Engage Them: Tips for Effective Presentations
Allison Beadle, MS, RD, LD
Editor, RDBA Weekly
When you’re giving a presentation, you want it to leave a mark on your audience. Energizing, well-articulated, and compelling presentations are memorable and will get your point across.
Whether you’re presenting to a group of retail executives, fellow dietitians, customers, students, or even your own team, you can deliver powerful presentations by paying attention to these important points:
Find Your Passion: Passion is contagious—we know passion when we see it and when we hear it. So when you’re working on a presentation, find your passion and follow it. And when you don’t have the luxury of picking your speaking topic, find a unique angle that you’re passionate about and speak to that. You’re audience will feel your energy, connect with you, and share your excitement. And this is critically important when you are trying to sell an idea or concept to upper level management, get your team on board with a new initiative, or even when you’re educating customers on how to make healthy food choices.
Keep it Simple: When you’re presenting, it’s easy to get bogged down in the details. And before you know it, your key messages are lost. So before you start working on your presentation, determine the three key messages you want to get across. Be sure to keep your messages succinct so they can be clearly articulated. State your three key messages up front at the beginning of your presentation. Reinforce them during your presentation. And remind your audience of these three takeaways before you close.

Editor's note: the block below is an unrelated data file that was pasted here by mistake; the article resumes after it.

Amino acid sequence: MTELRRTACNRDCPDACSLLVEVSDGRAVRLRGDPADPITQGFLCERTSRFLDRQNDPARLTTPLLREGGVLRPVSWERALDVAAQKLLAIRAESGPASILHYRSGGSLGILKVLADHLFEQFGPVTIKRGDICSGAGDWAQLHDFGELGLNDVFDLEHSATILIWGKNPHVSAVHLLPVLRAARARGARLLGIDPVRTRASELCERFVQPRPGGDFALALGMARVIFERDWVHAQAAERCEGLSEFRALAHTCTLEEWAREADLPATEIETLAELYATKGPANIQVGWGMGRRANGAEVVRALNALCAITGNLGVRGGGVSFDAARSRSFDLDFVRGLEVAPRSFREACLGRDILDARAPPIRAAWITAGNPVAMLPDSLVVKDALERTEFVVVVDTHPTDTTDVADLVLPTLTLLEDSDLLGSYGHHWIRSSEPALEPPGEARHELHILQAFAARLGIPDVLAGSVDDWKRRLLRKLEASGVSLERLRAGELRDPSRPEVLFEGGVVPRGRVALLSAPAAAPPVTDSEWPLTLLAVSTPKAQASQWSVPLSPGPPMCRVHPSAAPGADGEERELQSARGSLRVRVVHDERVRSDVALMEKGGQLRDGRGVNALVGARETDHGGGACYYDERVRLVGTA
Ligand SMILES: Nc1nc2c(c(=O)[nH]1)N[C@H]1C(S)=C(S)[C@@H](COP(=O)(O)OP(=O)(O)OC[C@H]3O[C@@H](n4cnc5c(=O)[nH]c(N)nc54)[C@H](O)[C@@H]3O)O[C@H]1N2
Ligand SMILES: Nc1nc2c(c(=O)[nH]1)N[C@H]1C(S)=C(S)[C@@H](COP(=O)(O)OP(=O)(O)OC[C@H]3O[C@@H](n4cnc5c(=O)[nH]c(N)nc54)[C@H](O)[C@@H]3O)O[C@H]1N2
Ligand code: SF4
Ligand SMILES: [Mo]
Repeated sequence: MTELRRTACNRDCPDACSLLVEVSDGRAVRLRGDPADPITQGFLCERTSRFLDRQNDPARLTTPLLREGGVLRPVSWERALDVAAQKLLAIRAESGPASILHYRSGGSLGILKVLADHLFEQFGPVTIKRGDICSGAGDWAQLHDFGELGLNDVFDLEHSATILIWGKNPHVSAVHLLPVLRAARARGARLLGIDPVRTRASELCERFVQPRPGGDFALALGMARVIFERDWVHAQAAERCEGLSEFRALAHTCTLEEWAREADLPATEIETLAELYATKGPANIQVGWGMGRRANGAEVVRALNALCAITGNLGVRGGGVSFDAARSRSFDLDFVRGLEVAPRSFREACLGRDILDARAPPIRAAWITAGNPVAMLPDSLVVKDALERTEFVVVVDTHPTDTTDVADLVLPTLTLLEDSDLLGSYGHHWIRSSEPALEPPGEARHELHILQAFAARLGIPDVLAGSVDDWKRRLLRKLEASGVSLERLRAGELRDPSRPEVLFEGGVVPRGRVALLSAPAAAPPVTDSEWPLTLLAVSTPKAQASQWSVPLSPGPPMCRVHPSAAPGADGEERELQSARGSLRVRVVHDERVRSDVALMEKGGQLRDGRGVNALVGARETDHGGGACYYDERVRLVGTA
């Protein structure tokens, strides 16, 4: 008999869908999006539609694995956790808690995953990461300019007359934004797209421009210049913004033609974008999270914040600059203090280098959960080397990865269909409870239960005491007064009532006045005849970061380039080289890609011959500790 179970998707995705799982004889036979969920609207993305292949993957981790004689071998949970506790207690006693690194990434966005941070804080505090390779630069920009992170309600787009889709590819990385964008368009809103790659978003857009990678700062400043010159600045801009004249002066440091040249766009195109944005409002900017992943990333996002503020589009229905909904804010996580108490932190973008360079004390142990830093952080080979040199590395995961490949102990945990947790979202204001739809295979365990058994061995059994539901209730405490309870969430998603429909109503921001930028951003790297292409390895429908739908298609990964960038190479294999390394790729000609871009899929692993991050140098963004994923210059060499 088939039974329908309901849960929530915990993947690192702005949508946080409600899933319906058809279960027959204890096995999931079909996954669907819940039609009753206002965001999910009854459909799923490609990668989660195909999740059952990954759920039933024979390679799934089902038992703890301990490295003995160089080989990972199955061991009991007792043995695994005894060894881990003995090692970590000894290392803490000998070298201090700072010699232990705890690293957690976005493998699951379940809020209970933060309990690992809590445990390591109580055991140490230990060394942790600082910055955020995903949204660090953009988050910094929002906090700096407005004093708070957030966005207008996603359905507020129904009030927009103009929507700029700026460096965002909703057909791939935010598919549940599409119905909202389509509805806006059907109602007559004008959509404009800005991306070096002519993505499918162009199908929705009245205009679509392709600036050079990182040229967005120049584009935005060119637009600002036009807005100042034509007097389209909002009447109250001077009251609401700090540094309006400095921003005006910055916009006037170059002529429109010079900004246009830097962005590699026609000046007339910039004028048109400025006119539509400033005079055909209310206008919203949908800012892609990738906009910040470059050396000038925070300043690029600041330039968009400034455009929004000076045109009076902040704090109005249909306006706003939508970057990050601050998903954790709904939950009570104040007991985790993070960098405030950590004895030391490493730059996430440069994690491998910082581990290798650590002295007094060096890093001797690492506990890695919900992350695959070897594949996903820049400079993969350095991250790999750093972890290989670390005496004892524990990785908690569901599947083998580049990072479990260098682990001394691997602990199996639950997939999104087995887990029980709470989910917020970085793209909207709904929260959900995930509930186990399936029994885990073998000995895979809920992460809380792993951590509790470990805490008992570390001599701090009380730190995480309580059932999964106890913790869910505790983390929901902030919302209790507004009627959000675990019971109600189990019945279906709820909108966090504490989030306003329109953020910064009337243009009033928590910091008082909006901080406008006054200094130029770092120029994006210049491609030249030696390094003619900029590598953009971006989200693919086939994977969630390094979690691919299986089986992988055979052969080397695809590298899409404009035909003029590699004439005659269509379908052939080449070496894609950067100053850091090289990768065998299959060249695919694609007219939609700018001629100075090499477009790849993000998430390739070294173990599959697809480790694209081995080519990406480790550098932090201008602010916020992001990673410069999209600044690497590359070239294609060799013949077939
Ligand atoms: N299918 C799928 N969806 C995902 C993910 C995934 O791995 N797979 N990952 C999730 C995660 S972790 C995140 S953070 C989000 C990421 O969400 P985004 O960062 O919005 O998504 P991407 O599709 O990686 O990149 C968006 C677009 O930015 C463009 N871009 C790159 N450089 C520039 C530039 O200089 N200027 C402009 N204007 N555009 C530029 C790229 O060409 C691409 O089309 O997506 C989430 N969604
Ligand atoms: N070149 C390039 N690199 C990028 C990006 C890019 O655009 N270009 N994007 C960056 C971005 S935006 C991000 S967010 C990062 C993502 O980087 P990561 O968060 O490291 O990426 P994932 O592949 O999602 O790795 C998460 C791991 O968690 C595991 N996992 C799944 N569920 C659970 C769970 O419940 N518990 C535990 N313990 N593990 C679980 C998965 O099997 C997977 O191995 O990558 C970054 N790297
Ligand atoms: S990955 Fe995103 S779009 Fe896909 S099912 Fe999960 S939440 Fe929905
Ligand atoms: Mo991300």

Visualize Your Words: There is power in pictures, graphics, and images. These imprint on our minds and are more compelling than words on a page. So, when you’re preparing your presentation slides, go easy on the words. Try to drastically limit the number of words on a slide, or eliminate them all together and just use images. You won’t be able to read from your slide verbatim, and this is a good thing because you will sound more authentic and conversational. Also, your audience will be more apt to listen to you because they won’t be trying to read all of the words on your slide. You can always provide a detail-rich handout for your audience to take with them.
Involve Your Audience: When you’re presenting, there’s nothing worse than looking out at a room full of folks who aren’t paying attention. While we can’t control our audience’s use of smart phones to check email and send texts while we speak, we can help keep their focus by involving them in the presentation. After about 3-4 slides, pause and ask a thought-provoking question or ask for real-world examples to illustrate your key points. Soliciting responses directly from your audience will make them feel like they are a part of your presentation and help ensure that their attention stays on you and not their phone.
Extend Through Social Media: Well, maybe we’re ok with a little smart phone use if it means that attendees are tweeting about how great your presentation is and sharing key takeaways with their followers. This is a surefire way to extend the reach of your presentation beyond the room. Choose a hash tag for your presentation and announce it to the audience before you get started. Ask them to include the hash tag in any tweets sent regarding your presentations. Once your presentation concludes, you can review the dialogue that has unfolded, answering questions and engaging in conversation.
In the business world, strong presentation skills are a must. And with practice, you’ll be delivering effective and powerful presentations that leave a mark on your audience and linger in their memory.